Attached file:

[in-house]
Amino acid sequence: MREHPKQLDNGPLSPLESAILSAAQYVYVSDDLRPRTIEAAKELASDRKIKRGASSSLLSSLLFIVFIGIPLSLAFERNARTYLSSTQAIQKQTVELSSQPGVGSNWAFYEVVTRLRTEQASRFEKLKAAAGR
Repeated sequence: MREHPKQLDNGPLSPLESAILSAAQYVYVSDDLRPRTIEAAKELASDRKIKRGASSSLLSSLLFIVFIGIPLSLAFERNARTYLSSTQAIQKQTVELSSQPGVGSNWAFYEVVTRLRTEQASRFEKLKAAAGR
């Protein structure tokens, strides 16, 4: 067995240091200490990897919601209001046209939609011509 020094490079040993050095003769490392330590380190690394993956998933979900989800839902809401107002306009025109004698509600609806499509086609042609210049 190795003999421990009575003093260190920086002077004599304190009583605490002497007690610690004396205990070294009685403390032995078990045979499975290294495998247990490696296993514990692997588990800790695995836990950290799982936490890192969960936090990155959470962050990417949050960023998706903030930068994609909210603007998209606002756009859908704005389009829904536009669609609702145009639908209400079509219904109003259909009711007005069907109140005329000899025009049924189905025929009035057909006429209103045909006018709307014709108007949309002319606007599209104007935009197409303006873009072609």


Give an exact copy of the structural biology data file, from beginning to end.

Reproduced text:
[in-house]
Amino acid sequence: MREHPKQLDNGPLSPLESAILSAAQYVYVSDDLRPRTIEAAKELASDRKIKRGASSSLLSSLLFIVFIGIPLSLAFERNARTYLSSTQAIQKQTVELSSQPGVGSNWAFYEVVTRLRTEQASRFEKLKAAAGR
Repeated sequence: MREHPKQLDNGPLSPLESAILSAAQYVYVSDDLRPRTIEAAKELASDRKIKRGASSSLLSSLLFIVFIGIPLSLAFERNARTYLSSTQAIQKQTVELSSQPGVGSNWAFYEVVTRLRTEQASRFEKLKAAAGR
């Protein structure tokens, strides 16, 4: 067995240091200490990897919601209001046209939609011509 020094490079040993050095003769490392330590380190690394993956998933979900989800839902809401107002306009025109004698509600609806499509086609042609210049 190795003999421990009575003093260190920086002077004599304190009583605490002497007690610690004396205990070294009685403390032995078990045979499975290294495998247990490696296993514990692997588990800790695995836990950290799982936490890192969960936090990155959470962050990417949050960023998706903030930068994609909210603007998209606002756009859908704005389009829904536009669609609702145009639908209400079509219904109003259909009711007005069907109140005329000899025009049924189905025929009035057909006429209103045909006018709307014709108007949309002319606007599209104007935009197409303006873009072609």